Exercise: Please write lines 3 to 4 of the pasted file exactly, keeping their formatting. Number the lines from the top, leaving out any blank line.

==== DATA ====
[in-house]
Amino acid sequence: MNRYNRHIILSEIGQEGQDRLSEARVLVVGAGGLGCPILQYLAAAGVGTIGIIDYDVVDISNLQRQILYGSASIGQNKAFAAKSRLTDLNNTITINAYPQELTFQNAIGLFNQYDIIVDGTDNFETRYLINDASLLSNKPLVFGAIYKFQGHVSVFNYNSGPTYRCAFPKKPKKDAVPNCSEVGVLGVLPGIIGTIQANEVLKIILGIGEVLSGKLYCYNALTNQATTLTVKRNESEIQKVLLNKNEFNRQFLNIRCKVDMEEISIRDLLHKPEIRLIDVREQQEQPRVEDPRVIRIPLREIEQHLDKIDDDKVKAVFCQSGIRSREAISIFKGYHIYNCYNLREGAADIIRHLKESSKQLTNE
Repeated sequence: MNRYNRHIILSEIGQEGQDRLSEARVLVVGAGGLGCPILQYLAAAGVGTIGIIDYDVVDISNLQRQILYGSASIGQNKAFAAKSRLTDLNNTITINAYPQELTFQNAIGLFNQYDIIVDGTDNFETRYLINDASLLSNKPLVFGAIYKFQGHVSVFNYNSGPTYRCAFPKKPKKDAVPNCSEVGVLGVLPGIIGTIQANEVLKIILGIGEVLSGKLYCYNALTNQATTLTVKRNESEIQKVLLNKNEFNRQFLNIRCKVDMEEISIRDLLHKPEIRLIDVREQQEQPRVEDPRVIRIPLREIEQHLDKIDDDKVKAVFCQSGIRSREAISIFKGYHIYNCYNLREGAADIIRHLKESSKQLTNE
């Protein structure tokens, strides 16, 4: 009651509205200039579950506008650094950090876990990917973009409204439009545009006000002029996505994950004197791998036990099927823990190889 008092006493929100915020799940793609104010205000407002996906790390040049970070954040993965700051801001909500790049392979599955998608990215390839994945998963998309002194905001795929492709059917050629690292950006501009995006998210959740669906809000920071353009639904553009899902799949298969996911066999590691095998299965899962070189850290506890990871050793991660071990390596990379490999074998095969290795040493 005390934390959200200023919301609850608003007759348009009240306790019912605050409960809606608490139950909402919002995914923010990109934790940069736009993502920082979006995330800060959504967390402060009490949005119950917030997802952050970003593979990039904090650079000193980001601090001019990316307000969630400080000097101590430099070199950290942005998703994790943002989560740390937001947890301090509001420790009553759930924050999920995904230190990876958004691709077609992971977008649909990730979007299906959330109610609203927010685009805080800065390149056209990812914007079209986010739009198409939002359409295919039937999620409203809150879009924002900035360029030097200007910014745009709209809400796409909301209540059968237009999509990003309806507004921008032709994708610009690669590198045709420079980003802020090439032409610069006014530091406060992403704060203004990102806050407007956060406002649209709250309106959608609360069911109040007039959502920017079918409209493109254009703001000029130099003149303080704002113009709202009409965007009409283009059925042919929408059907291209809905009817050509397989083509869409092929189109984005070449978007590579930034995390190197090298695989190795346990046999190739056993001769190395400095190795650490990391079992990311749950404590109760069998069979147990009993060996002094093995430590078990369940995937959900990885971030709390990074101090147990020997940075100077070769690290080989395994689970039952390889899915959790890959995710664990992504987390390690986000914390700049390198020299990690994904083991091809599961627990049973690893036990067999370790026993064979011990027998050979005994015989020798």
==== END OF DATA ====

Repeated sequence: MNRYNRHIILSEIGQEGQDRLSEARVLVVGAGGLGCPILQYLAAAGVGTIGIIDYDVVDISNLQRQILYGSASIGQNKAFAAKSRLTDLNNTITINAYPQELTFQNAIGLFNQYDIIVDGTDNFETRYLINDASLLSNKPLVFGAIYKFQGHVSVFNYNSGPTYRCAFPKKPKKDAVPNCSEVGVLGVLPGIIGTIQANEVLKIILGIGEVLSGKLYCYNALTNQATTLTVKRNESEIQKVLLNKNEFNRQFLNIRCKVDMEEISIRDLLHKPEIRLIDVREQQEQPRVEDPRVIRIPLREIEQHLDKIDDDKVKAVFCQSGIRSREAISIFKGYHIYNCYNLREGAADIIRHLKESSKQLTNE
């Protein structure tokens, strides 16, 4: 009651509205200039579950506008650094950090876990990917973009409204439009545009006000002029996505994950004197791998036990099927823990190889 008092006493929100915020799940793609104010205000407002996906790390040049970070954040993965700051801001909500790049392979599955998608990215390839994945998963998309002194905001795929492709059917050629690292950006501009995006998210959740669906809000920071353009639904553009899902799949298969996911066999590691095998299965899962070189850290506890990871050793991660071990390596990379490999074998095969290795040493 005390934390959200200023919301609850608003007759348009009240306790019912605050409960809606608490139950909402919002995914923010990109934790940069736009993502920082979006995330800060959504967390402060009490949005119950917030997802952050970003593979990039904090650079000193980001601090001019990316307000969630400080000097101590430099070199950290942005998703994790943002989560740390937001947890301090509001420790009553759930924050999920995904230190990876958004691709077609992971977008649909990730979007299906959330109610609203927010685009805080800065390149056209990812914007079209986010739009198409939002359409295919039937999620409203809150879009924002900035360029030097200007910014745009709209809400796409909301209540059968237009999509990003309806507004921008032709994708610009690669590198045709420079980003802020090439032409610069006014530091406060992403704060203004990102806050407007956060406002649209709250309106959608609360069911109040007039959502920017079918409209493109254009703001000029130099003149303080704002113009709202009409965007009409283009059925042919929408059907291209809905009817050509397989083509869409092929189109984005070449978007590579930034995390190197090298695989190795346990046999190739056993001769190395400095190795650490990391079992990311749950404590109760069998069979147990009993060996002094093995430590078990369940995937959900990885971030709390990074101090147990020997940075100077070769690290080989395994689970039952390889899915959790890959995710664990992504987390390690986000914390700049390198020299990690994904083991091809599961627990049973690893036990067999370790026993064979011990027998050979005994015989020798």